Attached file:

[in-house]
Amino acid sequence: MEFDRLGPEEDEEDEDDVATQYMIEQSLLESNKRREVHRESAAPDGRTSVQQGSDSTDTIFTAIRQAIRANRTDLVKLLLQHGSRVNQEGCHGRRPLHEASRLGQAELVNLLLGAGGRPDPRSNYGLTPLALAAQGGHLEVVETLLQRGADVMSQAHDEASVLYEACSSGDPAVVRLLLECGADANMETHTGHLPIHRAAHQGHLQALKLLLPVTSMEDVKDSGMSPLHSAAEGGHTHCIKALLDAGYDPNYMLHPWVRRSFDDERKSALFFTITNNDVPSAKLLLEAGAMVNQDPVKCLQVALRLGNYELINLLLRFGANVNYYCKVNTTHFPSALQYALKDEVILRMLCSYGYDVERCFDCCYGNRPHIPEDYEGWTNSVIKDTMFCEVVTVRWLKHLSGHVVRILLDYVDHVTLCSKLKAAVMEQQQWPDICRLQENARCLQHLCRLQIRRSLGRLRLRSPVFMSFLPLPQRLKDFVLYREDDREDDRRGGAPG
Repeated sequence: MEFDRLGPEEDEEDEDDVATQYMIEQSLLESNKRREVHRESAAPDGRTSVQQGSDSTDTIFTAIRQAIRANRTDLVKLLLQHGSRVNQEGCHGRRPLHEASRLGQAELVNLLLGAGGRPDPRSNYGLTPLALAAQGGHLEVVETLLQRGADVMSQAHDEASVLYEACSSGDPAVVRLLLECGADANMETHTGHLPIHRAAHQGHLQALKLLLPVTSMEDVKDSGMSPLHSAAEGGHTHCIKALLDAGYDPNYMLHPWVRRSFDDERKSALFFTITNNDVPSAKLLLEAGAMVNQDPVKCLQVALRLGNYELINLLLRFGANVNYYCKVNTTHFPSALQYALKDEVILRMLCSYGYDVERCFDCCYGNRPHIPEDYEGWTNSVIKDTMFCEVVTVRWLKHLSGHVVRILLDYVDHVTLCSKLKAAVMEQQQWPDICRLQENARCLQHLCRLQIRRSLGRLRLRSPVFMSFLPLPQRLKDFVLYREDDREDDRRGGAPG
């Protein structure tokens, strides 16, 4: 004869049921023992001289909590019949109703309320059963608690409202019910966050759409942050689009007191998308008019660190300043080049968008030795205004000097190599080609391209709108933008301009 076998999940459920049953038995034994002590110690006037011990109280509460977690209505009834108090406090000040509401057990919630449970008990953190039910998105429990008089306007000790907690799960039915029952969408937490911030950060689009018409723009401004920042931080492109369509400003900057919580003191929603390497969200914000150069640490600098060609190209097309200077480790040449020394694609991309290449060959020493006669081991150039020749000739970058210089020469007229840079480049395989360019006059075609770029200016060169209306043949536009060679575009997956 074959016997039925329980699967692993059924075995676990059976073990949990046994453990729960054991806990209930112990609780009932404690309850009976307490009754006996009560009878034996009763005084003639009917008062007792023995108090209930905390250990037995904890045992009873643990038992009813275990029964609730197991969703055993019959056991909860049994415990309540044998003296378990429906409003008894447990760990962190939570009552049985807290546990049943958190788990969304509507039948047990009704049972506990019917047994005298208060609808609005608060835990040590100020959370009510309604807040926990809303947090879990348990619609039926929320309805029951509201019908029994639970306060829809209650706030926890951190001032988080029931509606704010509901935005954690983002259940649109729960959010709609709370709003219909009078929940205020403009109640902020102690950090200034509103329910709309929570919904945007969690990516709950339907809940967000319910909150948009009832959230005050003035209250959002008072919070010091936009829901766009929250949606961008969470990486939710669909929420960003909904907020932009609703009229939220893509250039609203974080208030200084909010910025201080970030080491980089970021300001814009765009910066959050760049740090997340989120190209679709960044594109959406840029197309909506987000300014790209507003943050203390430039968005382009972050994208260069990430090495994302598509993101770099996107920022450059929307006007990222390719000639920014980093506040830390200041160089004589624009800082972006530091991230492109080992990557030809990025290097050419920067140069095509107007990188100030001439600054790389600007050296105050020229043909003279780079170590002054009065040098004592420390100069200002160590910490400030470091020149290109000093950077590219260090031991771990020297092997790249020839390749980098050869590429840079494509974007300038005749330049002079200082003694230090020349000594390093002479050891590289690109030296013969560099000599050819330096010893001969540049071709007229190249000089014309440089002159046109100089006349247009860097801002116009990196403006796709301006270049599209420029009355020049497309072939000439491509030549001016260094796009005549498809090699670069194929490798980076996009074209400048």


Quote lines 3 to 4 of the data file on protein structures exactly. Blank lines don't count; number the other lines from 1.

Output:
Repeated sequence: MEFDRLGPEEDEEDEDDVATQYMIEQSLLESNKRREVHRESAAPDGRTSVQQGSDSTDTIFTAIRQAIRANRTDLVKLLLQHGSRVNQEGCHGRRPLHEASRLGQAELVNLLLGAGGRPDPRSNYGLTPLALAAQGGHLEVVETLLQRGADVMSQAHDEASVLYEACSSGDPAVVRLLLECGADANMETHTGHLPIHRAAHQGHLQALKLLLPVTSMEDVKDSGMSPLHSAAEGGHTHCIKALLDAGYDPNYMLHPWVRRSFDDERKSALFFTITNNDVPSAKLLLEAGAMVNQDPVKCLQVALRLGNYELINLLLRFGANVNYYCKVNTTHFPSALQYALKDEVILRMLCSYGYDVERCFDCCYGNRPHIPEDYEGWTNSVIKDTMFCEVVTVRWLKHLSGHVVRILLDYVDHVTLCSKLKAAVMEQQQWPDICRLQENARCLQHLCRLQIRRSLGRLRLRSPVFMSFLPLPQRLKDFVLYREDDREDDRRGGAPG
């Protein structure tokens, strides 16, 4: 004869049921023992001289909590019949109703309320059963608690409202019910966050759409942050689009007191998308008019660190300043080049968008030795205004000097190599080609391209709108933008301009 076998999940459920049953038995034994002590110690006037011990109280509460977690209505009834108090406090000040509401057990919630449970008990953190039910998105429990008089306007000790907690799960039915029952969408937490911030950060689009018409723009401004920042931080492109369509400003900057919580003191929603390497969200914000150069640490600098060609190209097309200077480790040449020394694609991309290449060959020493006669081991150039020749000739970058210089020469007229840079480049395989360019006059075609770029200016060169209306043949536009060679575009997956 074959016997039925329980699967692993059924075995676990059976073990949990046994453990729960054991806990209930112990609780009932404690309850009976307490009754006996009560009878034996009763005084003639009917008062007792023995108090209930905390250990037995904890045992009873643990038992009813275990029964609730197991969703055993019959056991909860049994415990309540044998003296378990429906409003008894447990760990962190939570009552049985807290546990049943958190788990969304509507039948047990009704049972506990019917047994005298208060609808609005608060835990040590100020959370009510309604807040926990809303947090879990348990619609039926929320309805029951509201019908029994639970306060829809209650706030926890951190001032988080029931509606704010509901935005954690983002259940649109729960959010709609709370709003219909009078929940205020403009109640902020102690950090200034509103329910709309929570919904945007969690990516709950339907809940967000319910909150948009009832959230005050003035209250959002008072919070010091936009829901766009929250949606961008969470990486939710669909929420960003909904907020932009609703009229939220893509250039609203974080208030200084909010910025201080970030080491980089970021300001814009765009910066959050760049740090997340989120190209679709960044594109959406840029197309909506987000300014790209507003943050203390430039968005382009972050994208260069990430090495994302598509993101770099996107920022450059929307006007990222390719000639920014980093506040830390200041160089004589624009800082972006530091991230492109080992990557030809990025290097050419920067140069095509107007990188100030001439600054790389600007050296105050020229043909003279780079170590002054009065040098004592420390100069200002160590910490400030470091020149290109000093950077590219260090031991771990020297092997790249020839390749980098050869590429840079494509974007300038005749330049002079200082003694230090020349000594390093002479050891590289690109030296013969560099000599050819330096010893001969540049071709007229190249000089014309440089002159046109100089006349247009860097801002116009990196403006796709301006270049599209420029009355020049497309072939000439491509030549001016260094796009005549498809090699670069194929490798980076996009074209400048």